UAE Oil Minister Mohammed Al Hamli has expressed his concerns over the possible knock-on effects of the sub-prime crisis in the United States on the world economy and oil markets.
He said Opec was monitoring the impact on crude oil demand of a possible slowdown in the global economy and would discuss the matter at its meeting tomorrow.
Opec is widely expected to resist consumer calls for more oil when it meets, worried by a slowing US economy and the onset of seasonally lower demand in the spring. Oil has fallen to around $91 a barrel from a record $100.09 on January 3, easing pressure on Opec to pump more.
Speaking just before he left for the Opec meeting in Vienna, Hamli did not say whether he expected the oil exporting group to raise production, but said that speculation had led to a divergence between oil prices and market fundamentals.
He said that a weak US dollar was a factor behind high oil prices and was eroding the revenues of oil-producers and hurting their spending power.
However, Hamli said that Opec was committed to pumping more crude oil when the market needs it and maintaining fair prices for producing and consuming countries. “The priority for Opec is a balanced petroleum market,” he told state news agency Wam, adding that he expected a fall in demand in the second quarter.
Meanwhile, Qatar’s energy minister said Opec will consider a supply reduction in the future because world economic growth is slowing and oil inventories are ample.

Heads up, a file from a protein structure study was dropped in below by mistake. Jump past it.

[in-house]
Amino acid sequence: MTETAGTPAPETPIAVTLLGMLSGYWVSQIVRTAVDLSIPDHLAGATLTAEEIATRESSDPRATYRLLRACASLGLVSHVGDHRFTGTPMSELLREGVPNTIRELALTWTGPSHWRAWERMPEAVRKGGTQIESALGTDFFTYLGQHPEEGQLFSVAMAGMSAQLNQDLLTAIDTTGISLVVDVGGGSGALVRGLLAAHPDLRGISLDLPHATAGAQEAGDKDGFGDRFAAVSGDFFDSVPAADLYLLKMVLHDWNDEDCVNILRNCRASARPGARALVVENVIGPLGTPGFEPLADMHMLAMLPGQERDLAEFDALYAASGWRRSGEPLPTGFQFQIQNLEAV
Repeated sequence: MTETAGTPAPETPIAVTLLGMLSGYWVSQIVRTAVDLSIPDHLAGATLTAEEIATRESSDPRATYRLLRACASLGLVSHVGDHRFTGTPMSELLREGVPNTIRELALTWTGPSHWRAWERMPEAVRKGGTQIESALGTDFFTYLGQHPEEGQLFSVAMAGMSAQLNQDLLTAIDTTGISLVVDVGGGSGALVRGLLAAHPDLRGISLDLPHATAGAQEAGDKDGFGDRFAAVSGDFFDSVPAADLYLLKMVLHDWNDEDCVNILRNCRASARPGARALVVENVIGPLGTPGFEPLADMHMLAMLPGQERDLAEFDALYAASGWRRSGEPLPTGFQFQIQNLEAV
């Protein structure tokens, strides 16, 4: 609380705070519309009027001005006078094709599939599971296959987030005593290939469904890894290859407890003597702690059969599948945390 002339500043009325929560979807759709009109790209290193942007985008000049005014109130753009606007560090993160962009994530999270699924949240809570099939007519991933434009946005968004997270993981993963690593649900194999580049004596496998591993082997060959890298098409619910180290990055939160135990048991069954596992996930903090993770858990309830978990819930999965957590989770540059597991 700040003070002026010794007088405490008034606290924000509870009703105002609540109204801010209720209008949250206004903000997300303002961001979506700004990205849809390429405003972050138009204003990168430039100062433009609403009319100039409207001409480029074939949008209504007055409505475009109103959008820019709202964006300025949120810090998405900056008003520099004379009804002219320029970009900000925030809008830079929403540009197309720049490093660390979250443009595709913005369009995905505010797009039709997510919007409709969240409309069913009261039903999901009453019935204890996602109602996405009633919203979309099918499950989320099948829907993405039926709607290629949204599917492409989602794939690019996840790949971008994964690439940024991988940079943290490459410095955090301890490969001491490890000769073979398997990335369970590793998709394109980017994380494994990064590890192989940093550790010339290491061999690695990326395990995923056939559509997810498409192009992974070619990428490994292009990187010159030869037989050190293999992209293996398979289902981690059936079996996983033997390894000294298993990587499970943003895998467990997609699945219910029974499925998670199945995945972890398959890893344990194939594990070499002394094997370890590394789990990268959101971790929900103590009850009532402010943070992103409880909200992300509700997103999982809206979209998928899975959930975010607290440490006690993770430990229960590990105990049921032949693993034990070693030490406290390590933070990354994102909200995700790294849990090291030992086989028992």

“The world has sufficient supply, even oversupplied in some places,” Qatar’s Abdullah bin Hamad al Attiyah said in an interview in Doha yesterday. “So to increase output, I don’t think this is on the agenda.”
He said the 13-member producer group, the supplier of more than 40 per cent of the world’s oil, would consider a production cutback “if the world economy moves towards a recession”. Weaker economies may lead to reduced demand for energy, he said. Attiyah joins other officials in Opec – from the UAE, Iran, and Ecuador – to have rejected US President George W Bush’s request earlier this month for increased production.
“There is no need to take any action,” Shokri Ghanem, Libya’s top oil official and the chairman of its National Oil Corp, said in a telephone interview from Tripoli yesterday. “There should be caution” because of slowing economies, he said.
Opec will keep its output target unchanged at 29.67 million barrels a day when it meets in Vienna, according to 29 of 32 analysts surveyed by Bloomberg.
The International Monetary Fund yesterday cut its forecast for global growth this year to 4.1 per cent as tighter access to credit in the United States weighs on other assets and economies.
“I don’t think Opec will push for a cut,” said John Sfakianakis, Chief Economist at HSBC Holdings Plc-controlled Saudi British Bank, based in Dubai. (Agencies)
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